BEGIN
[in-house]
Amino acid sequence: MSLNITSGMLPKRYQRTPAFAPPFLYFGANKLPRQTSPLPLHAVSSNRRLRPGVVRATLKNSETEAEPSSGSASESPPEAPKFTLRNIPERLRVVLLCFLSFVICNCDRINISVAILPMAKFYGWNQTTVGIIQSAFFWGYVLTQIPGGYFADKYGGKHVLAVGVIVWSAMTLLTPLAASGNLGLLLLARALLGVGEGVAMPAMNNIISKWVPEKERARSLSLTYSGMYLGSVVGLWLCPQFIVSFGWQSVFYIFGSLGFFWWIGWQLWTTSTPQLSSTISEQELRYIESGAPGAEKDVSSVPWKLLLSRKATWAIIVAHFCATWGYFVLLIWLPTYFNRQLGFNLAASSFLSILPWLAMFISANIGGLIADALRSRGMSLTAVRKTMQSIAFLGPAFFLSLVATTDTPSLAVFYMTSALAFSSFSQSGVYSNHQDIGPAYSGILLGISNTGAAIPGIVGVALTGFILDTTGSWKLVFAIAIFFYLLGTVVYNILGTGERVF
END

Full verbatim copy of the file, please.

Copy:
[in-house]
Amino acid sequence: MSLNITSGMLPKRYQRTPAFAPPFLYFGANKLPRQTSPLPLHAVSSNRRLRPGVVRATLKNSETEAEPSSGSASESPPEAPKFTLRNIPERLRVVLLCFLSFVICNCDRINISVAILPMAKFYGWNQTTVGIIQSAFFWGYVLTQIPGGYFADKYGGKHVLAVGVIVWSAMTLLTPLAASGNLGLLLLARALLGVGEGVAMPAMNNIISKWVPEKERARSLSLTYSGMYLGSVVGLWLCPQFIVSFGWQSVFYIFGSLGFFWWIGWQLWTTSTPQLSSTISEQELRYIESGAPGAEKDVSSVPWKLLLSRKATWAIIVAHFCATWGYFVLLIWLPTYFNRQLGFNLAASSFLSILPWLAMFISANIGGLIADALRSRGMSLTAVRKTMQSIAFLGPAFFLSLVATTDTPSLAVFYMTSALAFSSFSQSGVYSNHQDIGPAYSGILLGISNTGAAIPGIVGVALTGFILDTTGSWKLVFAIAIFFYLLGTVVYNILGTGERVF